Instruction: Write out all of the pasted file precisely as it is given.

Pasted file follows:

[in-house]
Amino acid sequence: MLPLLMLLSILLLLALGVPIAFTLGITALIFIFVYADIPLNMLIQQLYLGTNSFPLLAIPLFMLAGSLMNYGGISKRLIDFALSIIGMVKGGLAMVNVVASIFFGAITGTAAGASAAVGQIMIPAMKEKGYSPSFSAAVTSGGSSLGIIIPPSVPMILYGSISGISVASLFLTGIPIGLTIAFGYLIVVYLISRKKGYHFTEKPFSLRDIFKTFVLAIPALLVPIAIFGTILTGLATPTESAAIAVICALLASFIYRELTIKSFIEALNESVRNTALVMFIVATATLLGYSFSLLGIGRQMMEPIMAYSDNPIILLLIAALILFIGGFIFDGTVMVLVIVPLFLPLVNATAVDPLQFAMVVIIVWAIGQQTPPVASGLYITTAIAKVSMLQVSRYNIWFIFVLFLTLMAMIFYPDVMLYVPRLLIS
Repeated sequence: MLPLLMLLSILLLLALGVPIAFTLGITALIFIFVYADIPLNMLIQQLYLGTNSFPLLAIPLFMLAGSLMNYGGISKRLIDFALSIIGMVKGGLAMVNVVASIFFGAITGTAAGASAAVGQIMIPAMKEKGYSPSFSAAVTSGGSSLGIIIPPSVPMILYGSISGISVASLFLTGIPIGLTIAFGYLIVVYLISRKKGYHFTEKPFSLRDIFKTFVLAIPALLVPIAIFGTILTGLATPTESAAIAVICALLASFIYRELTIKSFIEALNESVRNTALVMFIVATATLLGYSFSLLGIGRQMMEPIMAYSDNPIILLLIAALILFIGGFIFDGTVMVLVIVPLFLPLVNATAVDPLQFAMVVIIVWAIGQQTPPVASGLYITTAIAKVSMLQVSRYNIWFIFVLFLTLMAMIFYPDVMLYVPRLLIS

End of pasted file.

[in-house]
Amino acid sequence: MLPLLMLLSILLLLALGVPIAFTLGITALIFIFVYADIPLNMLIQQLYLGTNSFPLLAIPLFMLAGSLMNYGGISKRLIDFALSIIGMVKGGLAMVNVVASIFFGAITGTAAGASAAVGQIMIPAMKEKGYSPSFSAAVTSGGSSLGIIIPPSVPMILYGSISGISVASLFLTGIPIGLTIAFGYLIVVYLISRKKGYHFTEKPFSLRDIFKTFVLAIPALLVPIAIFGTILTGLATPTESAAIAVICALLASFIYRELTIKSFIEALNESVRNTALVMFIVATATLLGYSFSLLGIGRQMMEPIMAYSDNPIILLLIAALILFIGGFIFDGTVMVLVIVPLFLPLVNATAVDPLQFAMVVIIVWAIGQQTPPVASGLYITTAIAKVSMLQVSRYNIWFIFVLFLTLMAMIFYPDVMLYVPRLLIS
Repeated sequence: MLPLLMLLSILLLLALGVPIAFTLGITALIFIFVYADIPLNMLIQQLYLGTNSFPLLAIPLFMLAGSLMNYGGISKRLIDFALSIIGMVKGGLAMVNVVASIFFGAITGTAAGASAAVGQIMIPAMKEKGYSPSFSAAVTSGGSSLGIIIPPSVPMILYGSISGISVASLFLTGIPIGLTIAFGYLIVVYLISRKKGYHFTEKPFSLRDIFKTFVLAIPALLVPIAIFGTILTGLATPTESAAIAVICALLASFIYRELTIKSFIEALNESVRNTALVMFIVATATLLGYSFSLLGIGRQMMEPIMAYSDNPIILLLIAALILFIGGFIFDGTVMVLVIVPLFLPLVNATAVDPLQFAMVVIIVWAIGQQTPPVASGLYITTAIAKVSMLQVSRYNIWFIFVLFLTLMAMIFYPDVMLYVPRLLIS